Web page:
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WERE it not for the fact that the story is there in black and white for all to see, we'd probably sooner believe that Georgia Salpa was giving up modelling to become a nun. Yet the chatter mill went into overdrive when it emerged that Cheryl Cole had spent the night in her old marital home in Surrey last week with ex-husband Ashley Cole.

According to reports, the two -- who divorced in September after marrying in July 2006 -- "were mucking about like old times, just playing pool, smoking and having a few drinks. They seemed very comfortable together."

And as the rumours gathered pace, it transpires that not only did Cheryl have to contend with post-X Factor wound licking, but the reported shrieks of 'Noooo, pet!' from family and friends.

A string of affairs during their marriage isn't reportedly enough for Cheryl to rule out reconciliation with the footballer. According to pals, Cheryl is tired, emotional and lonely and the possibility that she'll give in to Ashley's pleas for a rematch is strong.

Showbiz lore has already taught us that the odds are stacked against any couple which decides to give their union the kiss of life. The statistics aren't too encouraging, either; more second marriages end in divorce than first marriages. In the US, around 6pc of divorced couples remarry each other. Yet Psychology Today has stated that "a whopping 60pc of remarriages fail. And they do so even more quickly; after 10 years 37pc of remarriages have dissolved versus 30pc of first marriages".

And so the question arises: is it sensible to return to the scene of the proverbial crime? There is a bottomless pit of sayings that swirl around the heads of anyone attempting reconciliation; people break-up for a reason, once a cheater always a cheater, too much water under the bridge. Tired though they may be, they are cliches for a reason.

When it comes to on-off relationships, there are repeat offenders. Not content with breaking each other's hearts just the once, they got back into the ring repeatedly to ensure that they'd finished the job good and proper.

"You have the love-hate relationship, where the couple live off the drama of breaking up and reuniting," says David Kavanagh, a counsellor with Avalon Relationship Counselling. "Something in their make-up means that they don't feel comfortable when all is calm in their relationship. If, for example, their parents had a difficult and stormy relationship, the chaos becomes like second nature. They're just not happy in a steady, boring relationship. They are addicted to the first flush of love, the rush of blood to the head that you get."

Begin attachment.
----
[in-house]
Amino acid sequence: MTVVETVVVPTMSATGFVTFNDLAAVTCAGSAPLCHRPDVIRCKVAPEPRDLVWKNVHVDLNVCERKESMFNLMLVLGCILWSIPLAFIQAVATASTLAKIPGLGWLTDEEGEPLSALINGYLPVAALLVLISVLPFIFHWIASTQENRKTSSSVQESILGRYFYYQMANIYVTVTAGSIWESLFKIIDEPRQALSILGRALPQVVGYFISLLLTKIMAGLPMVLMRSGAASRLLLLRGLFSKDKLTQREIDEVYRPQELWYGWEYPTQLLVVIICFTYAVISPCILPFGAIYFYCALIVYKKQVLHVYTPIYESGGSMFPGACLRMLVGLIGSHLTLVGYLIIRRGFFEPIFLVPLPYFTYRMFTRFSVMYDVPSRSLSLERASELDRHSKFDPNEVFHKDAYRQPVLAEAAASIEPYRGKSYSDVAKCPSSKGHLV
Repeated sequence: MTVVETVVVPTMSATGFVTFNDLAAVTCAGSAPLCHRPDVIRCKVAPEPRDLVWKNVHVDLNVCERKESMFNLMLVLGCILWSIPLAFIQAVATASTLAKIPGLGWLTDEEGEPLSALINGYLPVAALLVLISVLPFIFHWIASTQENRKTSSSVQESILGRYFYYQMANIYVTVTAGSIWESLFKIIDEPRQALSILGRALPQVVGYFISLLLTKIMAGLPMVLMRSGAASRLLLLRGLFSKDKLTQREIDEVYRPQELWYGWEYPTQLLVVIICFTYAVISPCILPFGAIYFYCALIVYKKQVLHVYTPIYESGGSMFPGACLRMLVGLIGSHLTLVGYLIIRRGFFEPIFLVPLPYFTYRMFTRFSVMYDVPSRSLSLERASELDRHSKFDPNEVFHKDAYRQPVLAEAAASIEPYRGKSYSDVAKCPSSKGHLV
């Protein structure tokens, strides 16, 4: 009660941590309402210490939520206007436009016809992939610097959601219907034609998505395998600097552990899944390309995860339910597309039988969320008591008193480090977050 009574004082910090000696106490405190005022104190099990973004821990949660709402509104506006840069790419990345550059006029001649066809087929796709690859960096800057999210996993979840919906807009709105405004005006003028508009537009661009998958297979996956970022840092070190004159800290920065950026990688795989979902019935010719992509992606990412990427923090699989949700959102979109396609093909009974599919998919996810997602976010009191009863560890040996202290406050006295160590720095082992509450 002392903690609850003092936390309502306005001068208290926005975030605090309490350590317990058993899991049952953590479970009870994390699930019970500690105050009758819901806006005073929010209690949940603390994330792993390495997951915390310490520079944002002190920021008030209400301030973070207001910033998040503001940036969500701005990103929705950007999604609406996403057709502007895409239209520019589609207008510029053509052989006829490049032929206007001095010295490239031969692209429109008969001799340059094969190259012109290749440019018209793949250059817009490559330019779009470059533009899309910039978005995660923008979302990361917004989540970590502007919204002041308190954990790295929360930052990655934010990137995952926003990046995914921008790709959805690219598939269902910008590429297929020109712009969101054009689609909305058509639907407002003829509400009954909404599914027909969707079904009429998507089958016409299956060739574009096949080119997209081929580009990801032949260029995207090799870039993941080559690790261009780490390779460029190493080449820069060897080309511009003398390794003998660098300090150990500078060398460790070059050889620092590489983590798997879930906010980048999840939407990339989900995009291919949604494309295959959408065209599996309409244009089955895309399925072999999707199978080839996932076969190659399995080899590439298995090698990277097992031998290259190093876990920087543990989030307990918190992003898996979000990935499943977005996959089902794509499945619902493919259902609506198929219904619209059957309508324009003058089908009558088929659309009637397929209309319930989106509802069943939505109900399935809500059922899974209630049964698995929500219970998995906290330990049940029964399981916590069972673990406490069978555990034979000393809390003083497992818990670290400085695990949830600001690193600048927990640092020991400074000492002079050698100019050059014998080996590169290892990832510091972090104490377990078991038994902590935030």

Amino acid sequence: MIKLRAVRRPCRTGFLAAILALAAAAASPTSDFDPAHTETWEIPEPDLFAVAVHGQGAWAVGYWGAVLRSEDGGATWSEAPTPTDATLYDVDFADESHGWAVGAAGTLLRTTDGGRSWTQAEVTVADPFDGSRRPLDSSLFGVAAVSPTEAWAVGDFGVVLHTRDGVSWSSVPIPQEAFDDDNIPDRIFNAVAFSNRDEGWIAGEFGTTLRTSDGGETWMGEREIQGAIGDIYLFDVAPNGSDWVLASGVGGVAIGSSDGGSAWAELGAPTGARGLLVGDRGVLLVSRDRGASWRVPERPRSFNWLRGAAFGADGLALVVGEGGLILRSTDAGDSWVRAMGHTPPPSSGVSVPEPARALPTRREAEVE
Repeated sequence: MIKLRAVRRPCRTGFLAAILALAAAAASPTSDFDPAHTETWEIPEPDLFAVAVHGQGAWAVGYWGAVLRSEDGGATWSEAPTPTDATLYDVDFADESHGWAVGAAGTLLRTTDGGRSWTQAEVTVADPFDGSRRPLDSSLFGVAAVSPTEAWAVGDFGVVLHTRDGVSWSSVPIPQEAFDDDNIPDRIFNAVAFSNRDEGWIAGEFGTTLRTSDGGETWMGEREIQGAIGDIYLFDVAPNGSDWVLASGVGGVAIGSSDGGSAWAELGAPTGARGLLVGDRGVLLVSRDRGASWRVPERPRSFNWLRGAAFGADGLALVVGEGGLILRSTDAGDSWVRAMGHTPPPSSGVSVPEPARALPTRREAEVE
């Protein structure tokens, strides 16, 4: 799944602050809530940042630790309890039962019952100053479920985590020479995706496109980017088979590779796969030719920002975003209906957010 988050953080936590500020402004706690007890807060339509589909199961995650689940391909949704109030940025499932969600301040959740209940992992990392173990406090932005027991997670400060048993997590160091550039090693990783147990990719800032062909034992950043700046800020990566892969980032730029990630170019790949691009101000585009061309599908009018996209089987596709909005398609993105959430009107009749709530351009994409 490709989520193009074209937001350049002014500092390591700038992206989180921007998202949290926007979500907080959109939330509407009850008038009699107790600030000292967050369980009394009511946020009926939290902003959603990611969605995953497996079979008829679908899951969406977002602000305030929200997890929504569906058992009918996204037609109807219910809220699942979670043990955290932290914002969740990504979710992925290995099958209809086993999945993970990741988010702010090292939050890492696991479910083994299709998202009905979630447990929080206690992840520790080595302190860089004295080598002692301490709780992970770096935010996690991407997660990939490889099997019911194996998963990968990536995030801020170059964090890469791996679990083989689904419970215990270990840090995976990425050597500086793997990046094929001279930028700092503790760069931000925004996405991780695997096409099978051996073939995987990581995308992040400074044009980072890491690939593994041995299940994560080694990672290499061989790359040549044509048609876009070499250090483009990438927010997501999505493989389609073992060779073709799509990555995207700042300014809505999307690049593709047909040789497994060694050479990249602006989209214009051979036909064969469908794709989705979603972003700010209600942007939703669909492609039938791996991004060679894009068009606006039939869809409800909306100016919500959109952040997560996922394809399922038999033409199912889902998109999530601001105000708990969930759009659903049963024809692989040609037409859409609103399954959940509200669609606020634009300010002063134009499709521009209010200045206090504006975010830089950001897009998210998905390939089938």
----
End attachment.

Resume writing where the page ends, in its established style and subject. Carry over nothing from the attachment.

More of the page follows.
Quite apart from the drama, there are many reasons a couple might decide on a rematch. Some didn't appreciate what they had in the first place. Some people are unsure of their ability to really commit to a relationship.

In a recent study on couples who remarry, the reasons for doing so varied among different age groups: young couples might divorce on impulse and they chose to remarry and start again after careful consideration; older couples remarried because they needed to care for each other. About 70pc of the divorced couples remarried one another because of children. And two out of five had simply felt lonely after the divorce.

Other people miss the security blanket of a relationship. Foraging for themselves in the big bad jungle of singledom, they panic and return to a comfortable, less-than-ideal union. Others get back together for another selfish reason; to get back at the person who dumped them by winning them back . . . only to ditch them.

But what of the couple whose intentions are more honourable and wholesome than that? What chance do they have?

Others, all too mindful of the pain of their first separation, are simply waiting for the shoe to drop a second time.

"They've experienced loss and grieving on such a big scale the first time round, it's hard not to be coloured by that experience," says Lisa O'Hara, counsellor with Relationships Ireland.

As may be the case with Cheryl, some people may simply be vulnerable: "When your emotions are involved the need to belong to someone is so strong it can override rationale," says Lisa. "Cheryl has just lost her status and her job, so there could well be that temptation to return to the familiar."

The good news is that all is not lost; any relationship can come good if both people are willing to put in the work to bring it back to life. If routine is, as they say, the enemy of romance, no doubt the violent shove of a split can add fireworks to a reunion and in some cases, save it.

"Long-term partners need resilience to re-navigate through difficulties," says Lisa. "But you can discover how strong you can be.

"If you see the relationship slipping back into old ways, you'll know not to brush it under the carpet. Doing that is the death knell."


The path to love (Version 2.0) may not run smoothly . . . and the negative cries of friends and family might not help either.

"Loved ones will have their say. They went through this difficult time with you and witnessed the pain and hurt," suggests Lisa. "It will be hard to watch someone go back into a relationship that has caused suffering. But at least they speak with your best interests at heart."

Chorus calls from the peanut gallery aside, only you will be able to tell if you're in it for the right reasons. Only you know if it's worth, as Cheryl herself might say, a Fight For This Love. But singing about it and pulling it off effectively are two different matters entirely. It doesn't take a brainbox like Simon Cowell to tell you that.